Since the first Duramax truck article appeared here in the Diesel Page, I've been asked to compare the diesel rattle to the 6.5. In my opinion, the Duramax produces less noise than any 6.5 at idle and during slow speed driving. While accelerating, or cruising, the noise level is comparable to a typical 6.5. I've driven a few 6.5 trucks that were quieter, and some that were noisier than the Duramax.

    It was an interesting experience meeting the GM Marketing and Engineering team who brought the trucks to Montana. What I noticed most about them was their confidence and pride in the Duramax/Allison powertrain. The demonstrated performance is something to believe in, and now, GM owners can take satisfaction in knowing their favorite trucks will have the most powerful diesel engine.

    More Power!!! Jim Bigley

    Acknowledgements:
    First, my thanks goes to GM Chevrolet Division for making the Montana Duramax event possible. Their willingness to include the Diesel Page in the Duramax launch says a lot about GM's commitment to the Internet community and their faith in the Duramax. I also want to thank the staff at Four Wheeler magazine for their help to me. Karl Tyler, Vaughn LaTour and Jason Nordberg at Karl Tyler Chevrolet were extremely helpful. The Pull-Off would have been difficult to do without them.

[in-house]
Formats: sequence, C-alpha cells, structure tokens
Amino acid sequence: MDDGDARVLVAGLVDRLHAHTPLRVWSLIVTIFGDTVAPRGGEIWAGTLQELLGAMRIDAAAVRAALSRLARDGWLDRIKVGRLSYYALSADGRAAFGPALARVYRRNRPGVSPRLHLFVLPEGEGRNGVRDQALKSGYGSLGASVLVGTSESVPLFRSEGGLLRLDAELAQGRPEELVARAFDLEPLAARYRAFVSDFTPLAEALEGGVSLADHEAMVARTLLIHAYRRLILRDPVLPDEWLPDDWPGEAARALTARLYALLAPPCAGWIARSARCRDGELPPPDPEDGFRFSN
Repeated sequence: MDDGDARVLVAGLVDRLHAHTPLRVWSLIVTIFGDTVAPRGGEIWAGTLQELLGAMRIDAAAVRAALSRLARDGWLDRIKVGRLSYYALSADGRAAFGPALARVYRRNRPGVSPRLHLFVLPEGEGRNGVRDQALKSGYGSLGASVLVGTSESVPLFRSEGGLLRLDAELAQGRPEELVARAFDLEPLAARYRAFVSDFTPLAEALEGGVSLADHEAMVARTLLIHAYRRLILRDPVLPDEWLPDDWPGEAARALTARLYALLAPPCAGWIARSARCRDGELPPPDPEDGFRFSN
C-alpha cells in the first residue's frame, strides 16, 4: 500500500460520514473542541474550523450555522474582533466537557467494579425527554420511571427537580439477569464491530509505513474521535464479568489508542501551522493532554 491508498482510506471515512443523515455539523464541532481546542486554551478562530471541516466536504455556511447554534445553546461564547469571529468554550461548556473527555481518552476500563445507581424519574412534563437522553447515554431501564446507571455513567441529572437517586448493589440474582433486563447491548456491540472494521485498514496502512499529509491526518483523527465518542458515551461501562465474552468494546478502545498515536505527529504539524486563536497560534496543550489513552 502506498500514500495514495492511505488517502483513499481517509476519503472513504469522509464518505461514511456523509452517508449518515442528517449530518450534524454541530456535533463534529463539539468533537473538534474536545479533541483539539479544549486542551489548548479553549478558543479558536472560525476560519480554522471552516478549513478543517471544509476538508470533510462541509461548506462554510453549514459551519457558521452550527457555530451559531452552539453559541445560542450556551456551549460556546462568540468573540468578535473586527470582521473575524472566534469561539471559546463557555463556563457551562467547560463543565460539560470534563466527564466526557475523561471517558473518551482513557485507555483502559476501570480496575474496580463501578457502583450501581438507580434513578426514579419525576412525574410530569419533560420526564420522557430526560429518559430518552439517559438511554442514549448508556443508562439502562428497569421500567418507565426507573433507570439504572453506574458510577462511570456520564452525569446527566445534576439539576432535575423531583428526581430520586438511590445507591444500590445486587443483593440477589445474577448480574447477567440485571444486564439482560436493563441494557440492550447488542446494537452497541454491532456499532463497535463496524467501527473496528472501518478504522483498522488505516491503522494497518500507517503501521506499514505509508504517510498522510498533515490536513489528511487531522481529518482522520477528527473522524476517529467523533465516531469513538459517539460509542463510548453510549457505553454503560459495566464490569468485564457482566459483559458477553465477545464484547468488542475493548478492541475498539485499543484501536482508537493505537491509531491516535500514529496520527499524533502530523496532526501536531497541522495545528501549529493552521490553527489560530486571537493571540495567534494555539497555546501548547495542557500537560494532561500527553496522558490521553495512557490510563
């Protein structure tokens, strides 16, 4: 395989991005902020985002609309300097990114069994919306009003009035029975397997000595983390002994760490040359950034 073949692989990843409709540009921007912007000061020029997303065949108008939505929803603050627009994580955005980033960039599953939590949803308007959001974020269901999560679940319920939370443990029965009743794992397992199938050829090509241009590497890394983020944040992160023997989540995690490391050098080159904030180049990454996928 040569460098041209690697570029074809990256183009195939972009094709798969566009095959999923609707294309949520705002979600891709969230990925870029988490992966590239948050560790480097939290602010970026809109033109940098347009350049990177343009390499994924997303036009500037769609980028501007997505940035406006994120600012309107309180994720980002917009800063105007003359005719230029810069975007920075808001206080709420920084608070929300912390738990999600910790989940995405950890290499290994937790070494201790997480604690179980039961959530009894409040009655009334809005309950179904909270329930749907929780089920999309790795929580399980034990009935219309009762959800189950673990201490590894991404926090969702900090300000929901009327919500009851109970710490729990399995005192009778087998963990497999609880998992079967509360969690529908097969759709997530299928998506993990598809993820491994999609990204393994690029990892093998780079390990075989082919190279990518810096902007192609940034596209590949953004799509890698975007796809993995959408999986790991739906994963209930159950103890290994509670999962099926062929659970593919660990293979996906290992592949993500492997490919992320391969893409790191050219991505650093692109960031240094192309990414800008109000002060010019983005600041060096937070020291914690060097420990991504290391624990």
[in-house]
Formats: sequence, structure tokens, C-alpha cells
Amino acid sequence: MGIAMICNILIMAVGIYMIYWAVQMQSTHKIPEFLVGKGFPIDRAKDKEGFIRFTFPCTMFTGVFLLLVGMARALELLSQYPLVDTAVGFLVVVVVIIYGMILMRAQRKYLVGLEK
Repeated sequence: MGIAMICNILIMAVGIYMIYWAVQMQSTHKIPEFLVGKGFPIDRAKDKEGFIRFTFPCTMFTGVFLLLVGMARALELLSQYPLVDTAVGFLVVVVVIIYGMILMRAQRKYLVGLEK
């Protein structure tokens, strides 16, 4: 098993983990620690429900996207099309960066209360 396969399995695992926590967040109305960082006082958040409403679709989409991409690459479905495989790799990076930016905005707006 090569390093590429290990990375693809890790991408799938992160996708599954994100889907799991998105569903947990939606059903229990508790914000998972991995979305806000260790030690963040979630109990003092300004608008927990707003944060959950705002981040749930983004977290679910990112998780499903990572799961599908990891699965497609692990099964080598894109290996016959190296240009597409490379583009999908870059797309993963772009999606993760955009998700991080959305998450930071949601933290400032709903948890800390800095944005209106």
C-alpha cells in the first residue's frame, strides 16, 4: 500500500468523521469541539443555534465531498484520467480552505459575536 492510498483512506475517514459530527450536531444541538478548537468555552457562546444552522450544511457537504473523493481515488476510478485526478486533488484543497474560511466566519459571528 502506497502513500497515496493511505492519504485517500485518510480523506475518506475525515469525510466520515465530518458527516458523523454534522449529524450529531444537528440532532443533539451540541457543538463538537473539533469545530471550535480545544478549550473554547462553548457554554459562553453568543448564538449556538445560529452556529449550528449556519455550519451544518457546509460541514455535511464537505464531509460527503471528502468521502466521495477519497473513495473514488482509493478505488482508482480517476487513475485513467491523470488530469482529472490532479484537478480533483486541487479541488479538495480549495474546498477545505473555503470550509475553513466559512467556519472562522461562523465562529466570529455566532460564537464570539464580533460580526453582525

Karl Tyler Chevrolet
    3219 N. Reserve St
    Missoula, MT 59801
    406-721-2438
    Largest GM dealership in Western Montana, Truck specialists, and diesel enthusiasts

  3. #3
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    Thumbs up A Behind The Scenes Look At Duramax 6600 Performance



    A Behind The Scenes Look At Duramax 6600 Performance
    By Jim Bigley

    What follows is a reprint from an article that appeared here shortly after our GM Prototype Duramax Chevy/GMC testing in October of 1999.